If the final product is weak, one may not be sure at what stage of production most of the flaws come from.

If the final product is great, you know it was great mastering as the ME knew to do as little or as much as needed to retain or raise it to greatness.

Ed
Old 6th September 2011
  #7
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ritelec's Avatar
 

Quote:
Originally Posted by steveschizoid View Post
Granted, the issues may have everything to do with the tracking and mixing results, but one issue in particular concerns the low end, which, in the 3 examples, seems to be all over the map and generally insufficient.

Talking is good. Thou shalt communicate.
(yes, thin and weak)


Hope things work out.
Old 6th September 2011
  #8
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maybe the mastering engineer made it way better than it was originally, impossible to know if you weren't there. I've had good mixes leave my studio and the band sit in on mastering session making bad calls and forcing the ME to do things he normally would never do, you just never know....

Harry
Old 7th September 2011
  #9
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Quote:
Originally Posted by steveschizoid View Post
I (a tracking and mix engineer) have a client who has chosen a Mastering Engineer based upon the fact that he has worked with some particular artists and the fact that he is relatively inexpensive. My client has provided me with some examples of said ME's work.

I don't like it at all.

Granted, the issues may have everything to do with the tracking and mixing results, but one issue in particular concerns the low end, which, in the 3 examples, seems to be all over the map and generally insufficient.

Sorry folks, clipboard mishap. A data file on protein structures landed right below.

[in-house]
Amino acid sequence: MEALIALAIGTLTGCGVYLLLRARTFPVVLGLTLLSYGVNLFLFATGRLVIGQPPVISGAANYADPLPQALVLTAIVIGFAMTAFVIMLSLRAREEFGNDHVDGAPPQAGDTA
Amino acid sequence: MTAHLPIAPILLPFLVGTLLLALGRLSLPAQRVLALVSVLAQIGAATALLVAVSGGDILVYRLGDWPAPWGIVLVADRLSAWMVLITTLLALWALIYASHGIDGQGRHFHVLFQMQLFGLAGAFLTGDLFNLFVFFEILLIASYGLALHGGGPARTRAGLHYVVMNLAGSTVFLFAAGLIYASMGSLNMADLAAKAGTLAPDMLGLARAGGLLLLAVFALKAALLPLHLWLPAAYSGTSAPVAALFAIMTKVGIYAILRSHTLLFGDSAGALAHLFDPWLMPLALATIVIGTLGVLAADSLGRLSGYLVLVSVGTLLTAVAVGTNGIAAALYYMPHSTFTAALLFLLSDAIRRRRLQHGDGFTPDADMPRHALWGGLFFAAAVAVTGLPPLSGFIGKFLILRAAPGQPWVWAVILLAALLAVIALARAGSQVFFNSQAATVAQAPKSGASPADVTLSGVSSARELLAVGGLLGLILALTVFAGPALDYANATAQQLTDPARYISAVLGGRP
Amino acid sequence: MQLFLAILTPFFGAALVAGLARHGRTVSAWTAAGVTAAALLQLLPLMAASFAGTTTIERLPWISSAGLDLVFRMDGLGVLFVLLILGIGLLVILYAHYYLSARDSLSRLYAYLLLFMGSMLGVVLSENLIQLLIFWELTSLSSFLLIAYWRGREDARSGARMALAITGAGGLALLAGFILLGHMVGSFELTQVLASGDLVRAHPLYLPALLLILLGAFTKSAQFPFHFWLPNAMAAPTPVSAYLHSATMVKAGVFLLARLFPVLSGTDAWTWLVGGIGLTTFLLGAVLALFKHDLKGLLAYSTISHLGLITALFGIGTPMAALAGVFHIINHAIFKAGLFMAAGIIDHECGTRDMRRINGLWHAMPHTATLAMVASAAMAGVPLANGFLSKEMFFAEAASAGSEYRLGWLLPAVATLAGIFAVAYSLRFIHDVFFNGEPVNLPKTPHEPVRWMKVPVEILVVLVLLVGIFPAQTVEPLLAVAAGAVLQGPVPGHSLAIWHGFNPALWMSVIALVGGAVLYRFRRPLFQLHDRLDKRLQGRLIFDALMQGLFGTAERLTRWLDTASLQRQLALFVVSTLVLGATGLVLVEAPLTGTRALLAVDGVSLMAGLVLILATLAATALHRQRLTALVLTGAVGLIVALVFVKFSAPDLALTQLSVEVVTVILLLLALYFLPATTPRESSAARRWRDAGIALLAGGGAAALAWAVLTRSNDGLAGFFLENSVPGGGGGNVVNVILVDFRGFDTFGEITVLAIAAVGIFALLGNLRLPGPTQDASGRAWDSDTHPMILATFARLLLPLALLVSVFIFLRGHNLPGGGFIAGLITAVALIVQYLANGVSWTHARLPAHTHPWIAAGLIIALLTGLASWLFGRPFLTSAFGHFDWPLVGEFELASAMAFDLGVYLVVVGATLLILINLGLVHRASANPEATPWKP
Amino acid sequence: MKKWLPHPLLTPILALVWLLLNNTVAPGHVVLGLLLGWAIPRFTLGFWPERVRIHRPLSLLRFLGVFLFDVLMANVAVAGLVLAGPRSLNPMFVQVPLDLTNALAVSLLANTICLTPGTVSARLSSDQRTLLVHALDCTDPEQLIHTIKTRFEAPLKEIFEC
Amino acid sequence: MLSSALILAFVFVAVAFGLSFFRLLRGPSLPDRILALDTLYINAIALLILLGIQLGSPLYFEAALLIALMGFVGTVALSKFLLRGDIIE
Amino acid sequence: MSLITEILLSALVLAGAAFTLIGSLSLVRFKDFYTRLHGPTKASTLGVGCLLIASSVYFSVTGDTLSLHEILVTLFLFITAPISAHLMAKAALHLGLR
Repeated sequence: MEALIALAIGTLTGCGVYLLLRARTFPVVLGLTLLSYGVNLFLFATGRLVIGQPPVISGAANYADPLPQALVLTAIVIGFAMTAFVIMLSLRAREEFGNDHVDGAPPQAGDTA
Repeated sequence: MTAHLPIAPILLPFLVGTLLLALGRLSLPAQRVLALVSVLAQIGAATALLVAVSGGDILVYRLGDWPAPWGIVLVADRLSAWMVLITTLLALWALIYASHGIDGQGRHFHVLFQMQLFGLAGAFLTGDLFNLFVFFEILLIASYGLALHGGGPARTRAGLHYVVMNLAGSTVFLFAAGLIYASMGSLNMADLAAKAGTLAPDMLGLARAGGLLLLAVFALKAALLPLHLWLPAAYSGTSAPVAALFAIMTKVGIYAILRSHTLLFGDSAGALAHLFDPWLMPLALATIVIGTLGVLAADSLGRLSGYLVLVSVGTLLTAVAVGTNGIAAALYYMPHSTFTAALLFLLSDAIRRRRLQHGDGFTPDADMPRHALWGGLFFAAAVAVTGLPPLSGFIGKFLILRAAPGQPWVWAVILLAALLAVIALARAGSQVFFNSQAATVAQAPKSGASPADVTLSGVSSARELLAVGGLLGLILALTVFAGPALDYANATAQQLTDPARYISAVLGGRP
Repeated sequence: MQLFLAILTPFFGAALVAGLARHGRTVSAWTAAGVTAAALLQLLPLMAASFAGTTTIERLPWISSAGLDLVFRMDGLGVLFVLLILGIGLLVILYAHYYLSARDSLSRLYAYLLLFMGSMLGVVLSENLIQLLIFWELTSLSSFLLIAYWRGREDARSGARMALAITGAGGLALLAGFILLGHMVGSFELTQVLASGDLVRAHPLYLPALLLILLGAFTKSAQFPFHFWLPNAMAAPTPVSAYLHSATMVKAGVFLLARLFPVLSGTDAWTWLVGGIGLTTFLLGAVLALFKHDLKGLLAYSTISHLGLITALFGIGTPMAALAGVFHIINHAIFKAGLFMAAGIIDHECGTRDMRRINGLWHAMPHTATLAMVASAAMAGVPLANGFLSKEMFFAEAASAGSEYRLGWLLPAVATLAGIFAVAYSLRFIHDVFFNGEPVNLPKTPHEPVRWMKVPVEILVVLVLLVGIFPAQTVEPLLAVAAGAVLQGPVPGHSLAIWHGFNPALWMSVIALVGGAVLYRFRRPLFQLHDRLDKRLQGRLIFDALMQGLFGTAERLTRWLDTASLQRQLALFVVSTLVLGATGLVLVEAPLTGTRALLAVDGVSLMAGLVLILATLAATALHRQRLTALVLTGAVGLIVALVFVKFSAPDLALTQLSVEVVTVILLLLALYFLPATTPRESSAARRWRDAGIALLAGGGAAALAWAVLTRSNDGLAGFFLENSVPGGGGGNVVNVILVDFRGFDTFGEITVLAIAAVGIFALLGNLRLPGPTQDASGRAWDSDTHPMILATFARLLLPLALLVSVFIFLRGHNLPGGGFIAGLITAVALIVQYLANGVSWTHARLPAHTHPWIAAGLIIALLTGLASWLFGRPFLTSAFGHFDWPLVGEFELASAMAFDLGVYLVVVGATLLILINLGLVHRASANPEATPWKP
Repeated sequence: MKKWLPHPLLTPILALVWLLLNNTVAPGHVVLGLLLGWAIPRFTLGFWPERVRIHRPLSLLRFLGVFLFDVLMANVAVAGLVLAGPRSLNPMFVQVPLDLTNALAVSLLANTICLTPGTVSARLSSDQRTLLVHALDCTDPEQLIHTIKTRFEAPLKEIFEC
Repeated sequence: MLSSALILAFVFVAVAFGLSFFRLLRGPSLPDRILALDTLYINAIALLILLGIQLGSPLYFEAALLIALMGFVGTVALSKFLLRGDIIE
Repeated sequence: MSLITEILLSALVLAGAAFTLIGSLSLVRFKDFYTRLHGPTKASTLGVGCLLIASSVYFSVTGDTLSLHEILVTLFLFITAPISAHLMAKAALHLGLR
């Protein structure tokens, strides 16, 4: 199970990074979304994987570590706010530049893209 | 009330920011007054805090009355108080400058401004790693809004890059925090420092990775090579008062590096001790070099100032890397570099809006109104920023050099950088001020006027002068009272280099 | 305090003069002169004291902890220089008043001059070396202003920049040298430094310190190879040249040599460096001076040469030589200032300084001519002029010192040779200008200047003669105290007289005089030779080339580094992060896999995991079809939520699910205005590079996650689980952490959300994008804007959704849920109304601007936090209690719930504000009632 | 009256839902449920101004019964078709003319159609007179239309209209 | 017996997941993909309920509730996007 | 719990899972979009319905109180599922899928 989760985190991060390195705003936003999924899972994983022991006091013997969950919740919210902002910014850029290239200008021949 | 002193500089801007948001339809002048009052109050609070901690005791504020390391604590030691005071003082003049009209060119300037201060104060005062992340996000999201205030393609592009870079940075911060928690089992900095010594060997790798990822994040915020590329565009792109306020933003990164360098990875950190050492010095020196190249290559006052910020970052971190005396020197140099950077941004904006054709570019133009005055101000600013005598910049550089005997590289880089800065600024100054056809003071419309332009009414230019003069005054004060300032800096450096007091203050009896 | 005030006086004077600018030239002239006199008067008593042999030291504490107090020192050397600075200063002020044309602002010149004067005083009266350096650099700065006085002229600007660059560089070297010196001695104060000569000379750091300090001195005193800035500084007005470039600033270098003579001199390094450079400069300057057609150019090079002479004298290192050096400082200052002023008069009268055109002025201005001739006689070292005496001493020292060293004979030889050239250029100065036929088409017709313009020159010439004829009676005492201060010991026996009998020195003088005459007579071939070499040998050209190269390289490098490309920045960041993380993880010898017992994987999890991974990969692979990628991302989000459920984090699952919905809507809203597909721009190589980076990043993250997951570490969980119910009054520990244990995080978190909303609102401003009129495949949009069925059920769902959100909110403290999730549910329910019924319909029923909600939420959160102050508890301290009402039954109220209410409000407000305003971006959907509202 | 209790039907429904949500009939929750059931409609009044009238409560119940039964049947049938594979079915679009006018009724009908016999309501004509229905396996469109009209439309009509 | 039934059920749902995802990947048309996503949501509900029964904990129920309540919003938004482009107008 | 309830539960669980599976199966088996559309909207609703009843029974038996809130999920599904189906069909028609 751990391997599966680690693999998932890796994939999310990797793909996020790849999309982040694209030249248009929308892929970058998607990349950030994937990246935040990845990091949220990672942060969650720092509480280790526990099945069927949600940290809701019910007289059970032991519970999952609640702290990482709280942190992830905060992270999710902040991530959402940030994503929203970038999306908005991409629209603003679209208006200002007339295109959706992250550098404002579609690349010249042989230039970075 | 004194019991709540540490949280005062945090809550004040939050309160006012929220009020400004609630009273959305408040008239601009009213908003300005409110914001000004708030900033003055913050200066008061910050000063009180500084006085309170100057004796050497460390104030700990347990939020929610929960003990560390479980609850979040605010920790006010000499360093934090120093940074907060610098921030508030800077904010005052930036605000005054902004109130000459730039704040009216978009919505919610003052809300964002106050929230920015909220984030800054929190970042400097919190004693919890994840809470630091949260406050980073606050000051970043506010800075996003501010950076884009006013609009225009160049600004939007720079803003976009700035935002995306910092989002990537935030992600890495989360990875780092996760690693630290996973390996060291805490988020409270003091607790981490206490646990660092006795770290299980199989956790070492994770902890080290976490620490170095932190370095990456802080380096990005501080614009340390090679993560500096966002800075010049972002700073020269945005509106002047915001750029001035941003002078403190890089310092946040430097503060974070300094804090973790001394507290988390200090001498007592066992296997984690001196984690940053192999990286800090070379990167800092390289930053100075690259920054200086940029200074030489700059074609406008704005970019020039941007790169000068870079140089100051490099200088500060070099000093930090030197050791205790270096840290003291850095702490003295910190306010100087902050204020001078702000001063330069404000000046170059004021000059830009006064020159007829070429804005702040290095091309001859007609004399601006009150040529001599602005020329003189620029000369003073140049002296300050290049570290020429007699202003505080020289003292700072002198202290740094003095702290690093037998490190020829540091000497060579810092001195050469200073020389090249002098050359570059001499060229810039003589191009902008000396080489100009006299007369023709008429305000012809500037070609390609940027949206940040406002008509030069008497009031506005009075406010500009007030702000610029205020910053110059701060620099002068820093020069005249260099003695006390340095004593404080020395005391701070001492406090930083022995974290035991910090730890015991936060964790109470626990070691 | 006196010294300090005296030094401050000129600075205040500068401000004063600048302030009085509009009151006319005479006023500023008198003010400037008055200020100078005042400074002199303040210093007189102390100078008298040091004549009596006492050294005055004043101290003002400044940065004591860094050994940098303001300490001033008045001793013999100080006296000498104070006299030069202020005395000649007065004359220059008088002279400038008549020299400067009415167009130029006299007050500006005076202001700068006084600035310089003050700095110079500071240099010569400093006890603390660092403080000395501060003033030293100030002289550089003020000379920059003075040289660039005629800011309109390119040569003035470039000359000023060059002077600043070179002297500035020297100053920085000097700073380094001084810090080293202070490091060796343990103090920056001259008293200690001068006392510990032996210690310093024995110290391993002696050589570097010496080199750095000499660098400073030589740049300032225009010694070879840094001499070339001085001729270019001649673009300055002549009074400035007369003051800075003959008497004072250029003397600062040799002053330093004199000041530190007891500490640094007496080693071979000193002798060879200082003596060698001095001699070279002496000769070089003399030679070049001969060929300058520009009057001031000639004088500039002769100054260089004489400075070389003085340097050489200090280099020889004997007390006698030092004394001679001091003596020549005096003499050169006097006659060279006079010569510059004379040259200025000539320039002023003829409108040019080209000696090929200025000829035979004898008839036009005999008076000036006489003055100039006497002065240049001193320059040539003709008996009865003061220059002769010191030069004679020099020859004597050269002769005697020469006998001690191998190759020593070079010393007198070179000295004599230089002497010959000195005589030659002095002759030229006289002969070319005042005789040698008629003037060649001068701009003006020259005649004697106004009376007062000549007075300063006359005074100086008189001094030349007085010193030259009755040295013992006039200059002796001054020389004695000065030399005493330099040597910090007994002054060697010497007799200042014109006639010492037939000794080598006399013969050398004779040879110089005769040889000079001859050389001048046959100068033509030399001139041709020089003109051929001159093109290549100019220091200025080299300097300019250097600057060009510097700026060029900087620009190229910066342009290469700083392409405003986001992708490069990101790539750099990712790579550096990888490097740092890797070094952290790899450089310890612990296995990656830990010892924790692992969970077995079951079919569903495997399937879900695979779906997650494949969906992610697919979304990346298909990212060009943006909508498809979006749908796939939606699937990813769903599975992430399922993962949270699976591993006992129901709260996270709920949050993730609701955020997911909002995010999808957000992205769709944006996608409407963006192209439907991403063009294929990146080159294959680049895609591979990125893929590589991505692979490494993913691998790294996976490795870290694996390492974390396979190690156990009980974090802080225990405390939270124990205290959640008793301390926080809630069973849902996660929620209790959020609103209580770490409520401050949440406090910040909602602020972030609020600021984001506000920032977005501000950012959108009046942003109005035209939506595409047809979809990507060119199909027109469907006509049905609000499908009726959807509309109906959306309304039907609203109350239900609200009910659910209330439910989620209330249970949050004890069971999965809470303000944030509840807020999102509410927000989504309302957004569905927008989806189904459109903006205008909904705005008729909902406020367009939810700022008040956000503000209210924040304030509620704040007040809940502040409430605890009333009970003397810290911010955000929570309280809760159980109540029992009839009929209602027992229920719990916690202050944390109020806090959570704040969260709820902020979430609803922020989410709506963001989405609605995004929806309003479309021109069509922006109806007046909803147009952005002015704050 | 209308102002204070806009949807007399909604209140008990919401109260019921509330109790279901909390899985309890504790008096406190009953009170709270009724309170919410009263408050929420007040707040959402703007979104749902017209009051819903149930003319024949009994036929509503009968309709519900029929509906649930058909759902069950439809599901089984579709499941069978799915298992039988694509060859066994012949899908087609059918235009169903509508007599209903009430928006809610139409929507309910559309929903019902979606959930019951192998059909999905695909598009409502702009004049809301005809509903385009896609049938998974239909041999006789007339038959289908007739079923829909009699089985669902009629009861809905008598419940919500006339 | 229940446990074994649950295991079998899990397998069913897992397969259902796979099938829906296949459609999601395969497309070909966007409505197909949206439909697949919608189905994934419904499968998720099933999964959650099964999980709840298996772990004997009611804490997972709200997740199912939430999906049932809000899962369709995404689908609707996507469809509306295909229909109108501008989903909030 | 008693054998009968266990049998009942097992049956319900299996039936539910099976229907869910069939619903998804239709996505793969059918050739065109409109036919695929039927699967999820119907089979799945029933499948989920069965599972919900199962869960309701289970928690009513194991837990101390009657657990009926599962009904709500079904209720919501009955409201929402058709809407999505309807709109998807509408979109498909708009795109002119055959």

Thoughts?
butt out

doesnt matter what you like

if you were the producer you could pick the ME

if all you did is mix then the choice belongs to them.
Old 7th September 2011
  #10
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steveschizoid's Avatar
 

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Quote:
Originally Posted by oldeanalogueguy View Post
butt out
The client asked my opinion.

Thanks (everyone else) for the constructive responses!
Old 7th September 2011
  #11
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ritelec's Avatar
 

ha ha ha ha,

Don't sweat it Steve. "But out" may have been a bit harsh, but "old" may be on to something.

I've caught his comments here and there in other posts and I don't think it's anything personal.


ha ha ha ha.
Old 7th September 2011
  #12
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Quote:
Originally Posted by ed littman View Post

My general rule is:
If the final product is weak, one may not be sure at what stage of production most of the flaws come from.

If the final product is great, you know it was great mastering as the ME knew to do as little or as much as needed to retain or raise it to greatness.

Ed
Cool.
So it's never the ME's fault. Good general rule if you are a mastering guy. No responsibility.

To the OP: If it's about mastering an album, let the guy master one song and see if you like it.
Then you'll know.
Old 7th September 2011
  #13
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ritelec's Avatar
 

Quote:
Originally Posted by ed littman View Post
knew to do as little as needed to retain or raise it to greatness.
Ed
Quote:
Originally Posted by kosmokrator View Post
Cool.
Good general rule if you are a mastering guy. No responsibility.
That's why I'm trying to get into this business. Do little, get payed, and no responsibility.

Works for me!




(only playing gents)


Wait a minute. There may be some truth in this.
Old 7th September 2011
  #14
It can be the ME's fault, but there's no way to tell once the record has been released. (barring crazy level changes, unaddressed clicks/pops, or other extremes) Same way you can't assume the mixer's terrible because a guitar or a vocal is blaring. If the artist/producer is paying the bills, and they say do it or else... You'd have to be stupid (or rich) not to. Now if you have a great mix, send it to the ME, and it comes back somehow lacking, then you can start to question, if revisions don't address the issue, then you can certainly blame the ME.

I like (most of) my clients, and they don't usually push me other than general aesthetics, or notes on songs, but if Rick Rubin came in and said, make that **** way louder or I'm out... You better believe it's going to be louder.